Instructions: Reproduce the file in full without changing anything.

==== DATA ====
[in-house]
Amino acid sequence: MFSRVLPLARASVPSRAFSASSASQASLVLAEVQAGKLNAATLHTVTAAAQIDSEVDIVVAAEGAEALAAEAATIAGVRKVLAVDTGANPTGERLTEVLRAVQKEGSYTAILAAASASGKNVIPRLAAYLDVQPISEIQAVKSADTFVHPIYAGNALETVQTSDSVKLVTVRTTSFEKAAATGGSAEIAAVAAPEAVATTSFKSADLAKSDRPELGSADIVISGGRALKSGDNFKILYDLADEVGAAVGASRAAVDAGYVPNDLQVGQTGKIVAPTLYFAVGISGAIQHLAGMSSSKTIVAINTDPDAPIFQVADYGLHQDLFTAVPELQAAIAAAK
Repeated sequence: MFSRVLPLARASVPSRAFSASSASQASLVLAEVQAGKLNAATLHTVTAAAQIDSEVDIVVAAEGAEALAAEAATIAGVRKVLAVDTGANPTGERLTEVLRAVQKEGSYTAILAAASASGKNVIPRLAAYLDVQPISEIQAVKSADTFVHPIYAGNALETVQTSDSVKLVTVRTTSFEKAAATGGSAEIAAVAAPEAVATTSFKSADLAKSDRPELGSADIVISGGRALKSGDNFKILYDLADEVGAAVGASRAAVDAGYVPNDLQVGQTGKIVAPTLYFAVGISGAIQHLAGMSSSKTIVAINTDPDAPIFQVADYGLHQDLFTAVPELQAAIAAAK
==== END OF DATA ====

[in-house]
Amino acid sequence: MFSRVLPLARASVPSRAFSASSASQASLVLAEVQAGKLNAATLHTVTAAAQIDSEVDIVVAAEGAEALAAEAATIAGVRKVLAVDTGANPTGERLTEVLRAVQKEGSYTAILAAASASGKNVIPRLAAYLDVQPISEIQAVKSADTFVHPIYAGNALETVQTSDSVKLVTVRTTSFEKAAATGGSAEIAAVAAPEAVATTSFKSADLAKSDRPELGSADIVISGGRALKSGDNFKILYDLADEVGAAVGASRAAVDAGYVPNDLQVGQTGKIVAPTLYFAVGISGAIQHLAGMSSSKTIVAINTDPDAPIFQVADYGLHQDLFTAVPELQAAIAAAK
Repeated sequence: MFSRVLPLARASVPSRAFSASSASQASLVLAEVQAGKLNAATLHTVTAAAQIDSEVDIVVAAEGAEALAAEAATIAGVRKVLAVDTGANPTGERLTEVLRAVQKEGSYTAILAAASASGKNVIPRLAAYLDVQPISEIQAVKSADTFVHPIYAGNALETVQTSDSVKLVTVRTTSFEKAAATGGSAEIAAVAAPEAVATTSFKSADLAKSDRPELGSADIVISGGRALKSGDNFKILYDLADEVGAAVGASRAAVDAGYVPNDLQVGQTGKIVAPTLYFAVGISGAIQHLAGMSSSKTIVAINTDPDAPIFQVADYGLHQDLFTAVPELQAAIAAAK